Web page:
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Rodney Dangerfield

“I Don’t Get No Respect”

Back in 2017, when we were still getting used to the wrecking ball that is Donald Trump, I suggested that he is Archie Bunker’s revenge. His was a character designed to parody the foibles of the white ethnic working class, but that crowd heard what he said and realized such racist, reactionary ranting was actually what they thought—and what they told each other at the neighborhood bar.

Trump became Archie Bunker in the White House. He was crude, he defied convention and common decency, he mercilessly attacked anyone who opposed him and demanded absolute personal loyalty even from civil servants. Everything was about him and his reelection.

In 2017, he presided over Washington like Archie in his living room.

Trump hasn’t changed in three years, but many things have. In particular, of course, there is the coronavirus and the unprecedented economic disruption that was entailed in trying to keep a handle on the virus. Most productive activity came to a screeching halt. Unemployment soared to levels not seen since the Great Depression. Ten years of unbroken economic growth and declining unemployment (seven of those years under the hated Obama, of course), was replaced by an economy in the ditch and without the traction to get out. For three years economic policy was impulsive and scattershot at best: enriching the rich, disrupting trade, and blocking immigration even when American industries, from high tech to commercial agriculture. His golden economy turned out to be fool’s gold.

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His disruptive, inconsistent and strikingly foolish management of the pandemic will go down as the most stunning, consequential failure of his administration.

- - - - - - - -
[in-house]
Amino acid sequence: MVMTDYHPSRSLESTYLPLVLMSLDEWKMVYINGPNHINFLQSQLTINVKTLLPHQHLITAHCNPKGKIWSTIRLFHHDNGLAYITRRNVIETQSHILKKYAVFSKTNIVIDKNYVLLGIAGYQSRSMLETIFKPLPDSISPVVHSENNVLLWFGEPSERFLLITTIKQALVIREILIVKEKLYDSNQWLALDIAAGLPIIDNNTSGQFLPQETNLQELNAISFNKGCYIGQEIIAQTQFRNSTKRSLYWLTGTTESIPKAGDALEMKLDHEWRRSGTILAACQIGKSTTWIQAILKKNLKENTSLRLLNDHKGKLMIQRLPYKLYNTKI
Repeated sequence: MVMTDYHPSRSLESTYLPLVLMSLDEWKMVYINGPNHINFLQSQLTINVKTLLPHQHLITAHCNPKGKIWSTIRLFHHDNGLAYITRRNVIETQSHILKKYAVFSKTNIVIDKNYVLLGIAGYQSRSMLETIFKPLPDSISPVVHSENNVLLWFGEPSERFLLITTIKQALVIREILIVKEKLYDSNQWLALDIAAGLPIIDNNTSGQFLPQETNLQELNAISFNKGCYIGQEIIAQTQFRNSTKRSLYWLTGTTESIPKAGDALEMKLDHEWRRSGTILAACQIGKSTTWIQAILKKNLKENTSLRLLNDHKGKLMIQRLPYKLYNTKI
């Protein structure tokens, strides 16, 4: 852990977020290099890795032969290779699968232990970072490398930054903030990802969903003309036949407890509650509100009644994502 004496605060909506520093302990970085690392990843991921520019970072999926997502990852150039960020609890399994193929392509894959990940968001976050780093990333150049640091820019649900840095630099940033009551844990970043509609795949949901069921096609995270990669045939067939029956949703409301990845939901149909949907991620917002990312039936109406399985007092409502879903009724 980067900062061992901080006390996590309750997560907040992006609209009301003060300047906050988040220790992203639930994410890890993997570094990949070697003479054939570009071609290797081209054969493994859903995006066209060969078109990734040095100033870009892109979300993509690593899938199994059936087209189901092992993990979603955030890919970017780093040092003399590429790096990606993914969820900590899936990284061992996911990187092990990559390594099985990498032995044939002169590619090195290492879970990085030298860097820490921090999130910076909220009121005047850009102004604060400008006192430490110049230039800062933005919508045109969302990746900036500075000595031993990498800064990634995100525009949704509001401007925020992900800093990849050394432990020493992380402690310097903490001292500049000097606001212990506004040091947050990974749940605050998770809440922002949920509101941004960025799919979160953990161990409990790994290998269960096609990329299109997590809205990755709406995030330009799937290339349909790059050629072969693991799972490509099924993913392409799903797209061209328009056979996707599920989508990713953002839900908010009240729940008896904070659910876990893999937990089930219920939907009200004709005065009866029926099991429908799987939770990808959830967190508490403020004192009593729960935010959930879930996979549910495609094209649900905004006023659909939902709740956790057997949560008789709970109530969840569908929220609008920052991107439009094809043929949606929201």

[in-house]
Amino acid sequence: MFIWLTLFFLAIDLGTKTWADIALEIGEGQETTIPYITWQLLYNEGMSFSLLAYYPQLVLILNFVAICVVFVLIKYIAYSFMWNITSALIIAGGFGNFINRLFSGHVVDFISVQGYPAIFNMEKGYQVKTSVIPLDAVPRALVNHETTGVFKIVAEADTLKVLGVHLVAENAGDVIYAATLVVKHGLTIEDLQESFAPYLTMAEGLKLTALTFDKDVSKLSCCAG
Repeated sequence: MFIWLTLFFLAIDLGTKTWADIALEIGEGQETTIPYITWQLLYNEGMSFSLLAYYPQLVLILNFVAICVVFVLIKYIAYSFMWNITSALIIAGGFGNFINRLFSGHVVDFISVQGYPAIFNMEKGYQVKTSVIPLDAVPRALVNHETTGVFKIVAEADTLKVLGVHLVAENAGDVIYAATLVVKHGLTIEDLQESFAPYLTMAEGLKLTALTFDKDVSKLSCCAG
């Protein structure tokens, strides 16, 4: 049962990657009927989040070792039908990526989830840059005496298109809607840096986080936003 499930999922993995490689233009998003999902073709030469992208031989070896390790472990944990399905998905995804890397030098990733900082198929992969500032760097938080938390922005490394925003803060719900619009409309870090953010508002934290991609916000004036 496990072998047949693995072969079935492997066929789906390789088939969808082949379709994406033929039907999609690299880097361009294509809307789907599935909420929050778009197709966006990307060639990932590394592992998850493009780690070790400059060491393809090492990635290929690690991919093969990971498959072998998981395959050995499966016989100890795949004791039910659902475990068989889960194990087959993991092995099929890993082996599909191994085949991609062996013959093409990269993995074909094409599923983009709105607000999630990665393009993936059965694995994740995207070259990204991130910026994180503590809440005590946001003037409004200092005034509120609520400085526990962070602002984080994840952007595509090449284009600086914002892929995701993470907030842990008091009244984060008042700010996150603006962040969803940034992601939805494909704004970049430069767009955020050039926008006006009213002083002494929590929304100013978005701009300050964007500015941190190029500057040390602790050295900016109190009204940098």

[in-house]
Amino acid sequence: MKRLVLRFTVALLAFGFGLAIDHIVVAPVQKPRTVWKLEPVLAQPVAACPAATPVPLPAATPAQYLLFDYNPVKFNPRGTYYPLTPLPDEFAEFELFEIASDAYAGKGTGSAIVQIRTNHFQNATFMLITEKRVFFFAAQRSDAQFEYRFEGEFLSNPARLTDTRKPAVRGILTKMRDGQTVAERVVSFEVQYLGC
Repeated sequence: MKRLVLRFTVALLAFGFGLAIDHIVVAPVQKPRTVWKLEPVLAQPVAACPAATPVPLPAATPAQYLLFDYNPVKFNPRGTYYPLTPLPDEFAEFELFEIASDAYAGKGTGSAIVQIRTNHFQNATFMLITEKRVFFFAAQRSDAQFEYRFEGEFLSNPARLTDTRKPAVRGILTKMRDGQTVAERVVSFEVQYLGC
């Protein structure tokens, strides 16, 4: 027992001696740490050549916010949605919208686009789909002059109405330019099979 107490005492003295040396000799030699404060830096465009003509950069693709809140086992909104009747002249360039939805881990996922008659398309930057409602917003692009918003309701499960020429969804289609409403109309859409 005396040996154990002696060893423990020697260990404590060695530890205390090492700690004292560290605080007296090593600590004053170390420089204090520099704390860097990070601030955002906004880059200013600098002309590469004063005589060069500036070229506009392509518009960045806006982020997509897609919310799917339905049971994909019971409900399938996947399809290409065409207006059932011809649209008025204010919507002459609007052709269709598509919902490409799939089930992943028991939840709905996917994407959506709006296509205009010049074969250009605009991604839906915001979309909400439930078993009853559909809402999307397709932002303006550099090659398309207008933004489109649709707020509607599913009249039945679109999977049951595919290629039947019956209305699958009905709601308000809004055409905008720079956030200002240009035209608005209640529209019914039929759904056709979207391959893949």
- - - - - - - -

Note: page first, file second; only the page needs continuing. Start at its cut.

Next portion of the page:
His disruptive, inconsistent and strikingly foolish management of the pandemic will go down as the most stunning, consequential failure of his administration. From failing to acknowledge the threat in January when it might have been effectively controlled, to failing to take control of the national response to what obviously was taking shape as a national threat. He allowed critical shortages to develop in essential supplies like personal protective equipment. Then he demanded that state governors bid against each other for those supplies, rather than having the Feds take over the supply chain.

Most egregious and destructive was his repeated refusal to do what a normal leader would do in these circumstances: listen to, believe and follow the recommendations of his scientific advisers. Instead, he would posture and self-promote at his daily briefings, listen as the experts like Dr. Fauci explain why we should follow their suggestions, then Trump would get back up to say he didn’t really agree, that the didn’t trust the science. Thus, mask-wearing is recommended (but I won’t be wearing one because it makes me look weak). Or, social distancing and staying home are essential to controlling the spread (but they’re also killing the economy. People should resist rules like that. Liberate Michigan!). Or, more testing is essential for us to know how many cases we really have (but if you test you’ll find cases: the numbers will go up and that will make me look bad. So cut back on testing). These are just a few examples of the head-scratching perversity of the president’s defiance of science.

He neither respects nor believes science: it’s all so much bullshit to him. He makes up facts all the time, why not make up scientific facts? As long as playing scientist made him look good, he reveled in his daily briefings, but when his absurd musing were repeatedly pointed out, he looked bad and lost interest. COVID19 was never really part of his agenda: it was his first crisis that he hadn’t personally created so that he could personally solve it. He couldn’t control it, so he lost interest.

He couldn’t find a way to self-promote while dealing with the death of George Floyd under the knee of a Minneapolis police officer, so he quickly moved from perfunctory expressions of sympathy to Law and Order: “When the looting starts, the shooting starts”

His first love was reopening the economy, and whatever the risks might be, he would do that. But in fact he had nothing new to say on either the economy, or the coronavirus, or systemic racism. Instead, at every public appearance, we heard his Rodney Dangerfield litany. The virus threat is overrated. Testing makes us look bad. Get out and spend! We have to respect our great police. Look at all these great things we’re doing and nobody appreciates it.

I don’t get no respect—except from you, my devoted Base. You make me feel validated.

impeachment unavoidable

John Peeler